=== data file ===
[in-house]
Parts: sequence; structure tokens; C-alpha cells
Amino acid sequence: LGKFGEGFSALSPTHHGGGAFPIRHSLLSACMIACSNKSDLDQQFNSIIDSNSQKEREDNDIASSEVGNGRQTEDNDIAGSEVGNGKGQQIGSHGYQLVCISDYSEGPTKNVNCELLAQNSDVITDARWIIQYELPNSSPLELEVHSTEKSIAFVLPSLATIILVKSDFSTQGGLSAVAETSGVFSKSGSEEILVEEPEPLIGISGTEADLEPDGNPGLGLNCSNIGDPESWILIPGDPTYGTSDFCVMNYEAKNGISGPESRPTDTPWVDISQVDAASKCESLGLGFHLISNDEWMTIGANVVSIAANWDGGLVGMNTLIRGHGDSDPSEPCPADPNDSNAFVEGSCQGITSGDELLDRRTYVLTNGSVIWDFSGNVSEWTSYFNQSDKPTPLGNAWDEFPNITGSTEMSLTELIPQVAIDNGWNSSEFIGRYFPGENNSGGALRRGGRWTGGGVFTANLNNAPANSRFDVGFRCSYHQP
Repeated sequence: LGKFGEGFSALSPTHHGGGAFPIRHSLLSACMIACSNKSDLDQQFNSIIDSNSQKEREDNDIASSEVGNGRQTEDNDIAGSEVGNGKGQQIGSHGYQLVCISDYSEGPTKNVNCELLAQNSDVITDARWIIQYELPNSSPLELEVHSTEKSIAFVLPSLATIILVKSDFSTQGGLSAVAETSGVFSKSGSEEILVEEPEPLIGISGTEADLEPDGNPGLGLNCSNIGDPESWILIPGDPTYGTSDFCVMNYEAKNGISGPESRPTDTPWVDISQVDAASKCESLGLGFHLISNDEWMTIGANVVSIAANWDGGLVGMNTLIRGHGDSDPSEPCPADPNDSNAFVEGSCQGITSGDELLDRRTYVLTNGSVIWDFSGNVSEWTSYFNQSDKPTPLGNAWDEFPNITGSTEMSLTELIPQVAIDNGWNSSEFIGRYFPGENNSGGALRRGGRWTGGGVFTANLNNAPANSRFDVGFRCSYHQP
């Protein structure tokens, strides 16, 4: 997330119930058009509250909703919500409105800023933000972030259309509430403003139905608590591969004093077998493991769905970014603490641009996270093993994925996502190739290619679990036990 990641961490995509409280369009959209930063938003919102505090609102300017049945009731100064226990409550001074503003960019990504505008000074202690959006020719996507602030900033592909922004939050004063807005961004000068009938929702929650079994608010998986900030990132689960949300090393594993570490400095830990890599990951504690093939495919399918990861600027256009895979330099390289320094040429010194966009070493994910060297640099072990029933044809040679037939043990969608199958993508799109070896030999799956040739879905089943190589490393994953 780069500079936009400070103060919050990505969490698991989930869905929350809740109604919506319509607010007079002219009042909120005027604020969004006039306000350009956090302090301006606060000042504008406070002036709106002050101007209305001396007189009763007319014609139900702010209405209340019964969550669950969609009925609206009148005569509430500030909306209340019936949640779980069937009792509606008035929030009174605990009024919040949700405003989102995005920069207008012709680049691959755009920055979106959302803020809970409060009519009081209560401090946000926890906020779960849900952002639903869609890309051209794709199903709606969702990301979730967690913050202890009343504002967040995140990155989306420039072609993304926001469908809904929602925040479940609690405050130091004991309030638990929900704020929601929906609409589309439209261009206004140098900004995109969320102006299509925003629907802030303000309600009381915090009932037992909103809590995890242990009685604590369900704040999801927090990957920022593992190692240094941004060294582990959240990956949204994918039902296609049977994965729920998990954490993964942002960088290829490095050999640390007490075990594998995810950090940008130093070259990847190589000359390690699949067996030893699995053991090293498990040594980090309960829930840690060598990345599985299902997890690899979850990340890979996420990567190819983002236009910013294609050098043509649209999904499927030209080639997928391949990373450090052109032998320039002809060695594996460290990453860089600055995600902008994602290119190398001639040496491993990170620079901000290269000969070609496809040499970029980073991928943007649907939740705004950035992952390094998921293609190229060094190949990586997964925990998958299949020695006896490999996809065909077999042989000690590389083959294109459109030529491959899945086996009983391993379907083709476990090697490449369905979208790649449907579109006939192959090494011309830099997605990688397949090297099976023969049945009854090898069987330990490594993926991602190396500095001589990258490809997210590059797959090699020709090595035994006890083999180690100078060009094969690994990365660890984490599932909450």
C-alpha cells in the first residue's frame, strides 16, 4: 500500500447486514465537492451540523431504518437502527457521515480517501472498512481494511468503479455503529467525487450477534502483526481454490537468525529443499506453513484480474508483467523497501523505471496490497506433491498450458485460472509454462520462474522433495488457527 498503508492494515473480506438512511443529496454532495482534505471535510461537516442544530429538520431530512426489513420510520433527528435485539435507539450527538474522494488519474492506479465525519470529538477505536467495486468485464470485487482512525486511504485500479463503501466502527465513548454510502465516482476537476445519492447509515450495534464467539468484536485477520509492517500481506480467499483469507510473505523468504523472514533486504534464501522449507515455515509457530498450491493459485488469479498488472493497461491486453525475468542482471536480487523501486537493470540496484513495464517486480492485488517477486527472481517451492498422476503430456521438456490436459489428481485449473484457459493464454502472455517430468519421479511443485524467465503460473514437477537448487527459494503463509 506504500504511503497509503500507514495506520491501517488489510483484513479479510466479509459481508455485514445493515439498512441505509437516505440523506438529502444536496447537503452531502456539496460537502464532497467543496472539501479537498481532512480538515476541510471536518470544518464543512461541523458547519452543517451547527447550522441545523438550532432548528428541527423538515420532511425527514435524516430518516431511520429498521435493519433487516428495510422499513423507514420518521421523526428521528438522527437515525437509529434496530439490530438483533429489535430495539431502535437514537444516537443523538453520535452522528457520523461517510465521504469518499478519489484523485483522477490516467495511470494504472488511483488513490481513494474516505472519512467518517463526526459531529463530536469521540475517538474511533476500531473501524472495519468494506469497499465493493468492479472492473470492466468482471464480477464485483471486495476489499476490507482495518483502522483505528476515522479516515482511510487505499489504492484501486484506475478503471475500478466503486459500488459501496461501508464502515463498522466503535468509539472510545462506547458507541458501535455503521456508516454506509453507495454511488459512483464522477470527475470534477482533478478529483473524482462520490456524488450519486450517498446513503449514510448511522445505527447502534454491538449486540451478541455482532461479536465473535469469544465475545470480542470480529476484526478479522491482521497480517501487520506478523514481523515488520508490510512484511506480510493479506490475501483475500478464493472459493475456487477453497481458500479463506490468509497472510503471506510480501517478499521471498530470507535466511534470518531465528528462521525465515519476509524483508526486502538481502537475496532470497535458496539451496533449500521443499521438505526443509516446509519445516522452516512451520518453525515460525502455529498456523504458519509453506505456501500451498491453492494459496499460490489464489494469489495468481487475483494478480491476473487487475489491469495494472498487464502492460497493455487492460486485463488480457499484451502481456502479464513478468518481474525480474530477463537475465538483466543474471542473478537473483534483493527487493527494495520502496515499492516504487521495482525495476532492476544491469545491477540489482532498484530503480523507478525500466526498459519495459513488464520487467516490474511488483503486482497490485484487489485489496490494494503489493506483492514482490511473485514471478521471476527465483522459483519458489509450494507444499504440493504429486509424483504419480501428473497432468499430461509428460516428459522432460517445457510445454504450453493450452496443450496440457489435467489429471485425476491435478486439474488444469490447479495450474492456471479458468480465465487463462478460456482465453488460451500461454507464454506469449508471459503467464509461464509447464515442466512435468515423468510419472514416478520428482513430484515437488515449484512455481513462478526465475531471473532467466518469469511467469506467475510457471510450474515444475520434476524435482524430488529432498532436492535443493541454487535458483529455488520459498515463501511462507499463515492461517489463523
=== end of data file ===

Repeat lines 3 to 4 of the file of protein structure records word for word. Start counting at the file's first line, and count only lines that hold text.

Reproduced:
Amino acid sequence: LGKFGEGFSALSPTHHGGGAFPIRHSLLSACMIACSNKSDLDQQFNSIIDSNSQKEREDNDIASSEVGNGRQTEDNDIAGSEVGNGKGQQIGSHGYQLVCISDYSEGPTKNVNCELLAQNSDVITDARWIIQYELPNSSPLELEVHSTEKSIAFVLPSLATIILVKSDFSTQGGLSAVAETSGVFSKSGSEEILVEEPEPLIGISGTEADLEPDGNPGLGLNCSNIGDPESWILIPGDPTYGTSDFCVMNYEAKNGISGPESRPTDTPWVDISQVDAASKCESLGLGFHLISNDEWMTIGANVVSIAANWDGGLVGMNTLIRGHGDSDPSEPCPADPNDSNAFVEGSCQGITSGDELLDRRTYVLTNGSVIWDFSGNVSEWTSYFNQSDKPTPLGNAWDEFPNITGSTEMSLTELIPQVAIDNGWNSSEFIGRYFPGENNSGGALRRGGRWTGGGVFTANLNNAPANSRFDVGFRCSYHQP
Repeated sequence: LGKFGEGFSALSPTHHGGGAFPIRHSLLSACMIACSNKSDLDQQFNSIIDSNSQKEREDNDIASSEVGNGRQTEDNDIAGSEVGNGKGQQIGSHGYQLVCISDYSEGPTKNVNCELLAQNSDVITDARWIIQYELPNSSPLELEVHSTEKSIAFVLPSLATIILVKSDFSTQGGLSAVAETSGVFSKSGSEEILVEEPEPLIGISGTEADLEPDGNPGLGLNCSNIGDPESWILIPGDPTYGTSDFCVMNYEAKNGISGPESRPTDTPWVDISQVDAASKCESLGLGFHLISNDEWMTIGANVVSIAANWDGGLVGMNTLIRGHGDSDPSEPCPADPNDSNAFVEGSCQGITSGDELLDRRTYVLTNGSVIWDFSGNVSEWTSYFNQSDKPTPLGNAWDEFPNITGSTEMSLTELIPQVAIDNGWNSSEFIGRYFPGENNSGGALRRGGRWTGGGVFTANLNNAPANSRFDVGFRCSYHQP